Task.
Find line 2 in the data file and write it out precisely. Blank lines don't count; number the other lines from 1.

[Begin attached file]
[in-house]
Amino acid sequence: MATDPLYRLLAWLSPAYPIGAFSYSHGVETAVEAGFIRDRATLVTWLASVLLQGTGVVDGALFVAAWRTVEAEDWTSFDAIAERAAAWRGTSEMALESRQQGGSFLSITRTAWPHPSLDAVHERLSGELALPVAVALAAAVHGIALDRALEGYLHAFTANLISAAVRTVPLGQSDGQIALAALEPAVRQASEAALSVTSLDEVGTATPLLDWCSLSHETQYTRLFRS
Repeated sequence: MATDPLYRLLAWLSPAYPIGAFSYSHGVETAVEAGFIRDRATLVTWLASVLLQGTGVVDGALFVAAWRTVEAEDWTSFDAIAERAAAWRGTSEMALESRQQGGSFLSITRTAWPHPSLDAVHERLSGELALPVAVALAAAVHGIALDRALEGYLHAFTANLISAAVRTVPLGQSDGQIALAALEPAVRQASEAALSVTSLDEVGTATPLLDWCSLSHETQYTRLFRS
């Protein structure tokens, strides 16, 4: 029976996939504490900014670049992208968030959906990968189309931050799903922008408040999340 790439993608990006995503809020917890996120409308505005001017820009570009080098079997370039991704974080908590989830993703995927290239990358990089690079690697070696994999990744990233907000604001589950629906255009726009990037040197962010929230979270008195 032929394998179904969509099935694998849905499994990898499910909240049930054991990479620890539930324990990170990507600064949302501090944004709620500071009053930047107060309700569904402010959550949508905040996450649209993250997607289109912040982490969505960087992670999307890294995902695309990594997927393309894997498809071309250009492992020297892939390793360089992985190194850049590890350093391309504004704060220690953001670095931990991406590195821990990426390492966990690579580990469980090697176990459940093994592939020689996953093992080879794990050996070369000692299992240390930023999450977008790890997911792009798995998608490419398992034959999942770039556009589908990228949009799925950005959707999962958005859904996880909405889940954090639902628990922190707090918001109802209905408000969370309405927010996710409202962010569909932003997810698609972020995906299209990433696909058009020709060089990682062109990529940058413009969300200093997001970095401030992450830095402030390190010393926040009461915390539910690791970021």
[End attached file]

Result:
Amino acid sequence: MATDPLYRLLAWLSPAYPIGAFSYSHGVETAVEAGFIRDRATLVTWLASVLLQGTGVVDGALFVAAWRTVEAEDWTSFDAIAERAAAWRGTSEMALESRQQGGSFLSITRTAWPHPSLDAVHERLSGELALPVAVALAAAVHGIALDRALEGYLHAFTANLISAAVRTVPLGQSDGQIALAALEPAVRQASEAALSVTSLDEVGTATPLLDWCSLSHETQYTRLFRS